Connected But Separate

The passage from Hebrews, that I used to open this chapter, alludes to the fact that our soul and spirit are intimately connected, yet also distinctly separate.  The Bible makes it clear that the soul and spirit are the primary non-physical aspects of our humanity, while the body is the physical container that holds them while we exist on this earth.

What Is the Spirit?

Our spirit is God’s life in us.  It is our channel of communication with God through the Holy Spirit.  It is what makes true worship of and communion with God possible.  The spirit gives a “God-consciousness” to every believer.  It translates the things of the Spirit of God for us as His children (see 1 Corinthians 2:14).  It is the means through which spiritual gifts are given and expressed by the Holy Spirit within us (see 1 Corinthians 2:10-15).  It is often referred to in the Bible as a “still small voice.”

I’ve been very intentional to avoid what might open the door to controversy regarding differing doctrinal views.  This book isn’t about that.  It’s about helping individuals find hope in Christ to move beyond the shame and brokenness of their lives.  Respectfully, I believe that man’s spirit is renewed at the point of salvation, not necessarily replaced, as some believe.  Regardless which theological camp we land in, the principal point is that, in Christ, God gives us a new spirit.  And from that, He desires to reproduce the life of Jesus within us.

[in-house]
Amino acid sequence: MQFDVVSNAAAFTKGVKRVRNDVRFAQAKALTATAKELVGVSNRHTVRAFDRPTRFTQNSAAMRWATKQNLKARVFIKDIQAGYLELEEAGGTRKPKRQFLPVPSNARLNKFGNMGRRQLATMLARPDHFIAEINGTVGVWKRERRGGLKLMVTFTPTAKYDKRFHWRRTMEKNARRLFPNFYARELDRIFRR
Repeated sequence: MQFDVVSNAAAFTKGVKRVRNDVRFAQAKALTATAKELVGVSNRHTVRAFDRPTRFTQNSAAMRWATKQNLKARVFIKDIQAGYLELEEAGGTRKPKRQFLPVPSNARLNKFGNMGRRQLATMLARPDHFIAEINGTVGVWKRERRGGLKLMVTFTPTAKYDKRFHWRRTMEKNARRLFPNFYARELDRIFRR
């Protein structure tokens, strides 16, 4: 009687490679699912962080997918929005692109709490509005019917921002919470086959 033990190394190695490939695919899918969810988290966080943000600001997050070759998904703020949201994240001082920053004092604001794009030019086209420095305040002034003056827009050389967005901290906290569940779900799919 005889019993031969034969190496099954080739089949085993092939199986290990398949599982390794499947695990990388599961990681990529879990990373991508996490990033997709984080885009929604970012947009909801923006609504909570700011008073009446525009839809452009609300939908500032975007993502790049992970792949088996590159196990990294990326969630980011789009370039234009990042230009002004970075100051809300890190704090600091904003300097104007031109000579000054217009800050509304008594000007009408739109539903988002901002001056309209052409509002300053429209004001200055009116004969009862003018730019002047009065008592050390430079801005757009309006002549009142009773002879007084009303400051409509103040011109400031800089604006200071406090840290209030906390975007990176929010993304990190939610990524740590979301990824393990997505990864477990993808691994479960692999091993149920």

Numerous Christian writers concur that our spirit is comprised of three elements:  conscience, fellowship, and intuition. Depression

  • Conscience – For us to discern right from wrong, to distinguish good from bad (see Romans 8:16; 9:1).
  • Fellowship – For us to contact God and to commune with Him (see John 4:24; Romans 1:9).
  • Intuition – For us to have a sense within our spirit of what our soul cannot perceive, regardless of reason or circumstance (see 1 Corinthians 2:11).

Soul and spiritWhat is the Soul?

Our soul is the essence of who we are – the intangible nature of our tangible human being.  It is comprised of our inborn, God-given temperament.  In the Hebrew language, the word nephesh would be translated “soul” or “breath of life.”  These symbolize the non-visible lifeforce within us that animates our physical body. Depression

As is the spirit, the soul is also comprised of three parts:  mind, will, and emotions.

  • Mind – For us to think, consider (see Psalm 13:2), know (see Psalm 139:14), and remember (see Lamentations 3:20). In the mind we have thoughts, ideas, concepts, reasonings, understanding, knowledge, and so on.
  • Will – For us to have purposes and choices (see Job 7:15; 6:7), and to make decisions (see 1 Chronicles 22:19).
  • Emotions – For us to experience emotional feelings, such as love (see 1 Samuel 18:1; 2 Samuel 1:7) or hate (see 2 Samuel 5:8), to like or dislike, to be joyful (see Isaiah 61:10; Psalm 86:4) or grieved (see 1 Samuel 30:6; Judges 10:16).

When we are saved (born again), our spirit is instantaneously renewed, but our soul is not.  “Anyone who belongs to Christ has become a new person.  The old life is gone; a new life has begun!” (2 Corinthians 5:17 NLT).  While salvation does not make our soul new, a new hope and desire to serve and love God infuses into our mind, will, and emotions. DEPRESSION

If we had received a new soul at the time of salvation, we would likely have lost all of our emotions, knowledge, and memory in that moment.  In Christ we received a renewed spirit.  Romans 12:2 (NIV) tells us our soul is to be “transformed by the renewing of our mind.”  As we continue on this journey, this renewing progressively develops our faith and trust in God.  It is through the internalizing of God’s word that we are sanctified and transformed into the image of Jesus.

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